February 20, 2006

Dog in the manger

What on earth is this about, anyone know?

I mean, let's see if I'm getting this straight: Times reporter writes a story (anyone seen it?) about a month ago. It mentions the name of the pet dog of a film star. Nobody notices this story, as far as I can tell. Except, some weeks later, a local corporator files a FIR about the (wrong) name of the pooch, saying it "deliberately injured religious sentiments."

The reporter is called to the police station, where she records a statement saying she made a mistake with the name.

On February 18, the paper publishes a clarification (anyone seen this?) saying the reporter had got the name of the dog wrong. But that same morning, the police turn up at the reporter's home and insist on arresting her. Why? Because, says an assistant police inspector, the police "were under pressure to have her picked up."

So the reporter spends the day at the police station, and she's finally granted bail.

What is going on here? The name of a dog, the wrong name of a dog, and it injures religious sentiments?

Besides all else about this that strikes me as obscene, consider one implication here. If it had been the star's child given that name (I don't even know the name! though I suspect it has to be a reference to some God or God-like figure), would it have injured religious sentiments? No, because I cannot think of a single such name in any religion that is not also commonly given to kids (I'm willing to be corrected).

So the apparent outrage is because this is a dog. That's the offensive part. And I would really like to know what it is about dogs that anybody would seriously consider offensive.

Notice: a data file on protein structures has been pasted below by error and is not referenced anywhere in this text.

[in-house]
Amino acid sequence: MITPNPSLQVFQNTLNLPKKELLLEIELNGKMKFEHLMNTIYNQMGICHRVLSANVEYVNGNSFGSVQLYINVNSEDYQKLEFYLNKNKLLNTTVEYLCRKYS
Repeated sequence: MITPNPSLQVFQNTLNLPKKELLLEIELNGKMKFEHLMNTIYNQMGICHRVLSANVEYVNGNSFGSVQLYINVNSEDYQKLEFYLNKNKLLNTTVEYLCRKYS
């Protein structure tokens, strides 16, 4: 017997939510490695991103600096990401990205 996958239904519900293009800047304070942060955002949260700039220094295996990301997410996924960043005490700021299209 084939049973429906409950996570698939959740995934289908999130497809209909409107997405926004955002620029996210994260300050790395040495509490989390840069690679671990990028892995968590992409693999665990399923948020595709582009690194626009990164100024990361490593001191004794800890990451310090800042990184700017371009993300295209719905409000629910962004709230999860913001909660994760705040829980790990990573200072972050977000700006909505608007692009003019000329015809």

More about this if and when I find out. Meanwhile, I'm simply outraged by this report.

8 comments:

Purushottam said...

The ToI report says that the reporter was arrested on grounds of deliberately injuring religious sentiments (Section 295A of the IPC).
I wonder who decides what amounts to injuring religous sentiments? I am sure Section 295A does not enumerate all possible such actions.

k.r.a.k.t.i.k said...

Something to do with La Dame Bedi this?

I definitely agree with your what is so offensive about dogs line of thought ...

Who drags the reporter to court over such an issue? And that corporator's talking about religious incitement - tsk tsk.

Sunil said...

what was the name of the dog, btw. I couldn't find it in the report.

I once saw two sleepy looking, slightly oveweight tigers in Bannerghatta zoo.....called Ganesha and Ali. Now....i suppose that offends some religious sentiments.

Anonymous said...

if the film star actually named their dog with the offensive name, would there have been a case against them? Should I consult the local corporator before naming my dog? I used to only ask the local numerologiest.

zap said...

its a dog's life.

That kind of statement is what makes dog sentences offensive to some. Our language and culture is full of derogatory references to dogs. Blame Dharmendra !

Anonymous said...

Since you wished to be corrected:
"Jehovah" or alternatively "Yahweh".

I have Jewish friends who refuse to say the word, although they do not seem to take offense at hearing it.

Ravi

Rahul said...

Rediff has this article, identifying the star as Manisha Koirala, who has been provided police protection.

"The police, however, said the actress does not have a dog."

Anonymous said...

Well once someone i know was performing religious rites was asked to name their ancestors / pets. And the person named all except his poor little dead dog. Anyways we live in a society where incosequential things are made most noise of.
I think the Corporator should be more concerned if he complies all the duties promised at the time of Elections!!!
And people, please utilise all this energy when your selected minister does not deliver the goods! Stop reacting and overacting to SILLY things.